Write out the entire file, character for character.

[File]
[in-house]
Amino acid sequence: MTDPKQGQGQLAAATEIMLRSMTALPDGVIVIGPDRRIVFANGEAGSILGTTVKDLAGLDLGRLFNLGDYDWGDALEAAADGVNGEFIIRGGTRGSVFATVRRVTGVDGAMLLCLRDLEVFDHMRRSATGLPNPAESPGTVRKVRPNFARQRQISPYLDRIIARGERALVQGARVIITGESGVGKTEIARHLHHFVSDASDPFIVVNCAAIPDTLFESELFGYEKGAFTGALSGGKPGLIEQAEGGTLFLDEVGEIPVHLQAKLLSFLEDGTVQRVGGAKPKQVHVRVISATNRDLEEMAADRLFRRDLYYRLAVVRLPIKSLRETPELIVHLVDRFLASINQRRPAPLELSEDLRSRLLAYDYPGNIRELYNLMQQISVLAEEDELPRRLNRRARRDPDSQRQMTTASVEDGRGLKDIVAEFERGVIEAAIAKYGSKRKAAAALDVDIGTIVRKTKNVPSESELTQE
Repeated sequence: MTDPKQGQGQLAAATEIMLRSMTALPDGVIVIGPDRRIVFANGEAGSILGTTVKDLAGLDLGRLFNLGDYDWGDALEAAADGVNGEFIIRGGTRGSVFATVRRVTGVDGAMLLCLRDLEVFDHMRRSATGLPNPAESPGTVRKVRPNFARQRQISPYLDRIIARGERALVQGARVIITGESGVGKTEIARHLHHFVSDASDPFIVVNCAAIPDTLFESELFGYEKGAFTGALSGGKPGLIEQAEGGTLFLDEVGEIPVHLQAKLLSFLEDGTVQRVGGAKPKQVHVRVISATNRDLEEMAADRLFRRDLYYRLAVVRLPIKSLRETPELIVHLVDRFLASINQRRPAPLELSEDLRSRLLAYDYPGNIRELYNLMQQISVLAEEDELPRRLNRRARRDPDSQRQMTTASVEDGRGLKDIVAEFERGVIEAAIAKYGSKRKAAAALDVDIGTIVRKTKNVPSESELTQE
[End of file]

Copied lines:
[in-house]
Amino acid sequence: MTDPKQGQGQLAAATEIMLRSMTALPDGVIVIGPDRRIVFANGEAGSILGTTVKDLAGLDLGRLFNLGDYDWGDALEAAADGVNGEFIIRGGTRGSVFATVRRVTGVDGAMLLCLRDLEVFDHMRRSATGLPNPAESPGTVRKVRPNFARQRQISPYLDRIIARGERALVQGARVIITGESGVGKTEIARHLHHFVSDASDPFIVVNCAAIPDTLFESELFGYEKGAFTGALSGGKPGLIEQAEGGTLFLDEVGEIPVHLQAKLLSFLEDGTVQRVGGAKPKQVHVRVISATNRDLEEMAADRLFRRDLYYRLAVVRLPIKSLRETPELIVHLVDRFLASINQRRPAPLELSEDLRSRLLAYDYPGNIRELYNLMQQISVLAEEDELPRRLNRRARRDPDSQRQMTTASVEDGRGLKDIVAEFERGVIEAAIAKYGSKRKAAAALDVDIGTIVRKTKNVPSESELTQE
Repeated sequence: MTDPKQGQGQLAAATEIMLRSMTALPDGVIVIGPDRRIVFANGEAGSILGTTVKDLAGLDLGRLFNLGDYDWGDALEAAADGVNGEFIIRGGTRGSVFATVRRVTGVDGAMLLCLRDLEVFDHMRRSATGLPNPAESPGTVRKVRPNFARQRQISPYLDRIIARGERALVQGARVIITGESGVGKTEIARHLHHFVSDASDPFIVVNCAAIPDTLFESELFGYEKGAFTGALSGGKPGLIEQAEGGTLFLDEVGEIPVHLQAKLLSFLEDGTVQRVGGAKPKQVHVRVISATNRDLEEMAADRLFRRDLYYRLAVVRLPIKSLRETPELIVHLVDRFLASINQRRPAPLELSEDLRSRLLAYDYPGNIRELYNLMQQISVLAEEDELPRRLNRRARRDPDSQRQMTTASVEDGRGLKDIVAEFERGVIEAAIAKYGSKRKAAAALDVDIGTIVRKTKNVPSESELTQE